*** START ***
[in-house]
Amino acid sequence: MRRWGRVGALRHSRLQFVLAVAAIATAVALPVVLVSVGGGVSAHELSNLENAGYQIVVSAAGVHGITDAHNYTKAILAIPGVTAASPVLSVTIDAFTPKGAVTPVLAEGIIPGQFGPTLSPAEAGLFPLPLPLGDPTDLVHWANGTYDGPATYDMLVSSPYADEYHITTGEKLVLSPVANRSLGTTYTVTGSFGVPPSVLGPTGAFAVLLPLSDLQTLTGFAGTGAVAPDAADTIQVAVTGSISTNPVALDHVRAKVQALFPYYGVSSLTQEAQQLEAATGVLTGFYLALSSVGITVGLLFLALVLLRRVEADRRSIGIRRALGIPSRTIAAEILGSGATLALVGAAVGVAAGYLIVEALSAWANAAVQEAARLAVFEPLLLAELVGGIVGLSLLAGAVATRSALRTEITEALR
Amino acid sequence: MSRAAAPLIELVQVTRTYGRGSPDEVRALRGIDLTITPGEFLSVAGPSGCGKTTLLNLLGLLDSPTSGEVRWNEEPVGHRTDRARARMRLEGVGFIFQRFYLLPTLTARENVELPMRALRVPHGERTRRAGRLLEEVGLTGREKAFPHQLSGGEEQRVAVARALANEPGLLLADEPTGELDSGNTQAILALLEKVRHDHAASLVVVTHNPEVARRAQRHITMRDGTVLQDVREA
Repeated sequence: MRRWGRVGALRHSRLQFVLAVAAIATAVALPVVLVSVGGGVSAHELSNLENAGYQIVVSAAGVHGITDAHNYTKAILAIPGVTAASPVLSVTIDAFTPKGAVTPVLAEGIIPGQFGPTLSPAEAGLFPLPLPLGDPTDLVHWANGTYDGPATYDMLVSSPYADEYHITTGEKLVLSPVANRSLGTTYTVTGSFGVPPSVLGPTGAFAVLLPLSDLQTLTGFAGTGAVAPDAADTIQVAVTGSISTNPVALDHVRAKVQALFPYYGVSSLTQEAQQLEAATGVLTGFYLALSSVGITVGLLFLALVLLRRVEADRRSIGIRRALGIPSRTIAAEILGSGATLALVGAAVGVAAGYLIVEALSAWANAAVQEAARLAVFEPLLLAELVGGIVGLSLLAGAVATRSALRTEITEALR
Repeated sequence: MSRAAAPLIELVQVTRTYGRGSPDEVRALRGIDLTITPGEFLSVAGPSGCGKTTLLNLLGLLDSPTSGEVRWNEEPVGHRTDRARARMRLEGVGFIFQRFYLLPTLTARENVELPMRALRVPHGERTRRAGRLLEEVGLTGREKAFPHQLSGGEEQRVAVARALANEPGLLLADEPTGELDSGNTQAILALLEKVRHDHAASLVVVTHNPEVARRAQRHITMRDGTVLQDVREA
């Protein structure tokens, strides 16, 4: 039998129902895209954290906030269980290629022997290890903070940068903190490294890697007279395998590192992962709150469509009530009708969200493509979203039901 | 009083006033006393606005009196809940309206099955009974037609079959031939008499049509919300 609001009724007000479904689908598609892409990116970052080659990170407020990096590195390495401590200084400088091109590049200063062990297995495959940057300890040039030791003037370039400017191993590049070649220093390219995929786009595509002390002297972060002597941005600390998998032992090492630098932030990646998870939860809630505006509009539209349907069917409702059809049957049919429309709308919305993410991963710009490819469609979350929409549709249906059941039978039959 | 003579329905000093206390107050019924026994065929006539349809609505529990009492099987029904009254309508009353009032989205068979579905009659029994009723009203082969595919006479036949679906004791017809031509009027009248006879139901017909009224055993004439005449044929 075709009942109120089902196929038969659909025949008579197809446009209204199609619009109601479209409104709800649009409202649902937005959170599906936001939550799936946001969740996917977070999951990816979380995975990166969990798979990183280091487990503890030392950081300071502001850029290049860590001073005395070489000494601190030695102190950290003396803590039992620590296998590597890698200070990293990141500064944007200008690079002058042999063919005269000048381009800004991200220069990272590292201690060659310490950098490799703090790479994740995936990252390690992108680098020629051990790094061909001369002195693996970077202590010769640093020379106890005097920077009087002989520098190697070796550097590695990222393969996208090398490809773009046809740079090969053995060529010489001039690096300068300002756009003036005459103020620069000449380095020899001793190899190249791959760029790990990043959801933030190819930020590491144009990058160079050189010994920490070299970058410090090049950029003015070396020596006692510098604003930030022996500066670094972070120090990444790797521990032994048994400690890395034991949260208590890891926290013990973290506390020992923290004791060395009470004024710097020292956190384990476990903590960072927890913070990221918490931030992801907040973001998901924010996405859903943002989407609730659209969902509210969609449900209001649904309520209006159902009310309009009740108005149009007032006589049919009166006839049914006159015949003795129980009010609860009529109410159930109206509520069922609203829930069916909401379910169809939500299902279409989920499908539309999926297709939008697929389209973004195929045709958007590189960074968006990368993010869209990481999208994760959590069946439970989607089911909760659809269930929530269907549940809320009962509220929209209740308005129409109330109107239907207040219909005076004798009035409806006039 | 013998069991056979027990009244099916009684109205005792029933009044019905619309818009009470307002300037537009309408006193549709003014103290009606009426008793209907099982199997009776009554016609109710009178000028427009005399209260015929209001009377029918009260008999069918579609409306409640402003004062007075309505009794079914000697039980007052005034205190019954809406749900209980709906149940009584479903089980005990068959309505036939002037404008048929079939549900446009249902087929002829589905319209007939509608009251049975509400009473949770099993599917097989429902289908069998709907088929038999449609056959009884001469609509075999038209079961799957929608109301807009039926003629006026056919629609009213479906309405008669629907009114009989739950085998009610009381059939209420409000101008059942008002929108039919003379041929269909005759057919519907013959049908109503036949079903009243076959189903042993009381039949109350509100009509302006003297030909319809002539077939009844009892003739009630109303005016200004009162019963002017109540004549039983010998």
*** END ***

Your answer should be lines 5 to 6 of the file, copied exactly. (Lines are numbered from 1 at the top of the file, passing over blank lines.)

Repeated sequence: MSRAAAPLIELVQVTRTYGRGSPDEVRALRGIDLTITPGEFLSVAGPSGCGKTTLLNLLGLLDSPTSGEVRWNEEPVGHRTDRARARMRLEGVGFIFQRFYLLPTLTARENVELPMRALRVPHGERTRRAGRLLEEVGLTGREKAFPHQLSGGEEQRVAVARALANEPGLLLADEPTGELDSGNTQAILALLEKVRHDHAASLVVVTHNPEVARRAQRHITMRDGTVLQDVREA
């Protein structure tokens, strides 16, 4: 039998129902895209954290906030269980290629022997290890903070940068903190490294890697007279395998590192992962709150469509009530009708969200493509979203039901 | 009083006033006393606005009196809940309206099955009974037609079959031939008499049509919300 609001009724007000479904689908598609892409990116970052080659990170407020990096590195390495401590200084400088091109590049200063062990297995495959940057300890040039030791003037370039400017191993590049070649220093390219995929786009595509002390002297972060002597941005600390998998032992090492630098932030990646998870939860809630505006509009539209349907069917409702059809049957049919429309709308919305993410991963710009490819469609979350929409549709249906059941039978039959 | 003579329905000093206390107050019924026994065929006539349809609505529990009492099987029904009254309508009353009032989205068979579905009659029994009723009203082969595919006479036949679906004791017809031509009027009248006879139901017909009224055993004439005449044929 075709009942109120089902196929038969659909025949008579197809446009209204199609619009109601479209409104709800649009409202649902937005959170599906936001939550799936946001969740996917977070999951990816979380995975990166969990798979990183280091487990503890030392950081300071502001850029290049860590001073005395070489000494601190030695102190950290003396803590039992620590296998590597890698200070990293990141500064944007200008690079002058042999063919005269000048381009800004991200220069990272590292201690060659310490950098490799703090790479994740995936990252390690992108680098020629051990790094061909001369002195693996970077202590010769640093020379106890005097920077009087002989520098190697070796550097590695990222393969996208090398490809773009046809740079090969053995060529010489001039690096300068300002756009003036005459103020620069000449380095020899001793190899190249791959760029790990990043959801933030190819930020590491144009990058160079050189010994920490070299970058410090090049950029003015070396020596006692510098604003930030022996500066670094972070120090990444790797521990032994048994400690890395034991949260208590890891926290013990973290506390020992923290004791060395009470004024710097020292956190384990476990903590960072927890913070990221918490931030992801907040973001998901924010996405859903943002989407609730659209969902509210969609449900209001649904309520209006159902009310309009009740108005149009007032006589049919009166006839049914006159015949003795129980009010609860009529109410159930109206509520069922609203829930069916909401379910169809939500299902279409989920499908539309999926297709939008697929389209973004195929045709958007590189960074968006990368993010869209990481999208994760959590069946439970989607089911909760659809269930929530269907549940809320009962509220929209209740308005129409109330109107239907207040219909005076004798009035409806006039 | 013998069991056979027990009244099916009684109205005792029933009044019905619309818009009470307002300037537009309408006193549709003014103290009606009426008793209907099982199997009776009554016609109710009178000028427009005399209260015929209001009377029918009260008999069918579609409306409640402003004062007075309505009794079914000697039980007052005034205190019954809406749900209980709906149940009584479903089980005990068959309505036939002037404008048929079939549900446009249902087929002829589905319209007939509608009251049975509400009473949770099993599917097989429902289908069998709907088929038999449609056959009884001469609509075999038209079961799957929608109301807009039926003629006026056919629609009213479906309405008669629907009114009989739950085998009610009381059939209420409000101008059942008002929108039919003379041929269909005759057919519907013959049908109503036949079903009243076959189903042993009381039949109350509100009509302006003297030909319809002539077939009844009892003739009630109303005016200004009162019963002017109540004549039983010998």